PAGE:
Isn’t it amazing that only two out of these three men were assassinated? And only one was killed as a young man. Given the amount of violence we see around us, it seems miraculous that two of these men lived into old age. Jesus didn’t last nearly as long, but then he lived in an Empire that used violence most casually. Still given the times and the situation, how amazing is it that the Christian church arose out of his short life?
There have been saints and martyrs in every generation, so let me ask again, how many potential Gandhi’s, King’s, or Mandela’s are born each year – or decade – or century? After all, there’s never been any scarcity of oppressed people for them to lead! I wonder how many of them just don’t make it to adulthood?
If we feel that we are unable to change the conditions that hold people in oppression, especially in other countries, are there things we can do to make sure more children around the globe survive to adulthood? Of course. But we should always keep in mind what Martin Luther King said. “True compassion is more than flinging a coin to a beggar. It comes to see that an edifice which produces beggars needs restructuring.”
As we celebrate the birth of Jesus this Christmas Day and thank God for his life among us, let us also be mindful of the possibilities of other great teachers, other potential saviors of their people, being born among us. They are not divine, but they are children of God like us and their presence among us reinforces the lessons that Jesus taught:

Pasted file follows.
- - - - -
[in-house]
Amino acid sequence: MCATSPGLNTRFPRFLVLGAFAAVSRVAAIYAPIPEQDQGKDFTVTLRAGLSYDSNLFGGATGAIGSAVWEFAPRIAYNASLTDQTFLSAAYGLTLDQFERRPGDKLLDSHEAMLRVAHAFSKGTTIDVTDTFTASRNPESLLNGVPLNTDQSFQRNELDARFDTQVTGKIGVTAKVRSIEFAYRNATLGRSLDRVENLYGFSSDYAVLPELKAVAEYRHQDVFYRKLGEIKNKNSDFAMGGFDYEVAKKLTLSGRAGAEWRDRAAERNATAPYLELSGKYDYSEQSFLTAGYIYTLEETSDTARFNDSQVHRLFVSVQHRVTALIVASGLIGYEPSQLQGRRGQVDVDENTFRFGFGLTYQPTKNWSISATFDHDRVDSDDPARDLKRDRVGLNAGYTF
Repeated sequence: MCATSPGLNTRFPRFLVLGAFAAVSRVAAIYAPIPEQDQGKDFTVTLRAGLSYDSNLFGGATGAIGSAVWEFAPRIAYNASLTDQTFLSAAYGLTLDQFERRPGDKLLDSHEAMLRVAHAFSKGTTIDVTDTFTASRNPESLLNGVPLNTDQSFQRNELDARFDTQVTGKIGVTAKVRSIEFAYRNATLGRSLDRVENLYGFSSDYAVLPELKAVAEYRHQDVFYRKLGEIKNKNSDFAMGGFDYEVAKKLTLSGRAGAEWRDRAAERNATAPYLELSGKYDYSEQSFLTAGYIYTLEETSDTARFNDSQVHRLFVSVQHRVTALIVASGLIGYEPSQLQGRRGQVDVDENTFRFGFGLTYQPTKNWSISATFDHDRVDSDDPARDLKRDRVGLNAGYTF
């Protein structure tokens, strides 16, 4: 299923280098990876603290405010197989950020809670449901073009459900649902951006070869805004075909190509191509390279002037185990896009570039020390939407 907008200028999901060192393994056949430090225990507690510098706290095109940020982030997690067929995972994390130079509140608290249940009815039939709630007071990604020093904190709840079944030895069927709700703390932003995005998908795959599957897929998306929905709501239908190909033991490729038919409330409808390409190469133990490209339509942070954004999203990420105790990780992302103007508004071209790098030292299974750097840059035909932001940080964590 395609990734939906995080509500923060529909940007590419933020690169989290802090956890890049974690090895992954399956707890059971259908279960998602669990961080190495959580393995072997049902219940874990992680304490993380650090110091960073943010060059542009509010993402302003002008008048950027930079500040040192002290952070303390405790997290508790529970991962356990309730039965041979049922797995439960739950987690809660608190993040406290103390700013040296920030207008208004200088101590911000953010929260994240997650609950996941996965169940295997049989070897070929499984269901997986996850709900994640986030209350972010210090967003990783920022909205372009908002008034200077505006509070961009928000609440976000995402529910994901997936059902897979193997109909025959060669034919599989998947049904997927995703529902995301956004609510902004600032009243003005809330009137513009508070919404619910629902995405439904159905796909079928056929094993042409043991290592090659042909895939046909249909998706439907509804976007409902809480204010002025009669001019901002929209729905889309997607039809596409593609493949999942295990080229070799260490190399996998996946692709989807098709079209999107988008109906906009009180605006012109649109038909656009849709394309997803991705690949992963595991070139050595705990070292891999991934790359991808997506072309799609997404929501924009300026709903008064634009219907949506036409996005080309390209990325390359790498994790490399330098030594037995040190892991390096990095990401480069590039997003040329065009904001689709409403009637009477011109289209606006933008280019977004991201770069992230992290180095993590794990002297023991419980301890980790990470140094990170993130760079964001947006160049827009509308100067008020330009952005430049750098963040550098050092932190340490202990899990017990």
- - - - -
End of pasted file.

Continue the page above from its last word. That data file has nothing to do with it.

- Love God
- Love your neighbor
- Love your enemy
- Do not seek vengeance
- Do no violence
And let us also pray for such children that they may live long enough to fulfill their potential and become beacons of light, whether to their families, their communities, their nations or to the entire world. This world needs more leaders like this. We need their example, their passion for justice, their humility and their courage. We need to see how real people in trying circumstances can use the lessons Jesus taught to create significant change in the world.
The baby Jesus, born 2000 year ago in a manger, did not destroy the Roman Empire nor drive them out of the Hebrew homeland. Instead he taught his disciples how to live in a new way and to spread that message for and wide. That message, as understood by Gandhi, MLK, and Mandela, empowered them to set their respective people free without resorting to violence.
This realization, coming as it did in the midst of Advent darkness, in a world of what seems to be continual strife, and in a week when I was down with a dreadful cold, did feel like a light breaking forth. It gives me such great hope for the future. If the 20th Century, which brought us nearly continual war, the atom bomb, and the Holocaust, could also bring us three great leaders who exemplified in so many ways what Jesus taught, then truly there is hope and light will continue to shine in our world.
Go forth tonight and be part of that light in the world. Do justice, love mercy, and walk humbly, knowing that God goes with you, always. And if you listen closely, you may hear him whispering to you, “Do not be afraid; for see, I’m bringing you good news of great joy for all people.” AMEN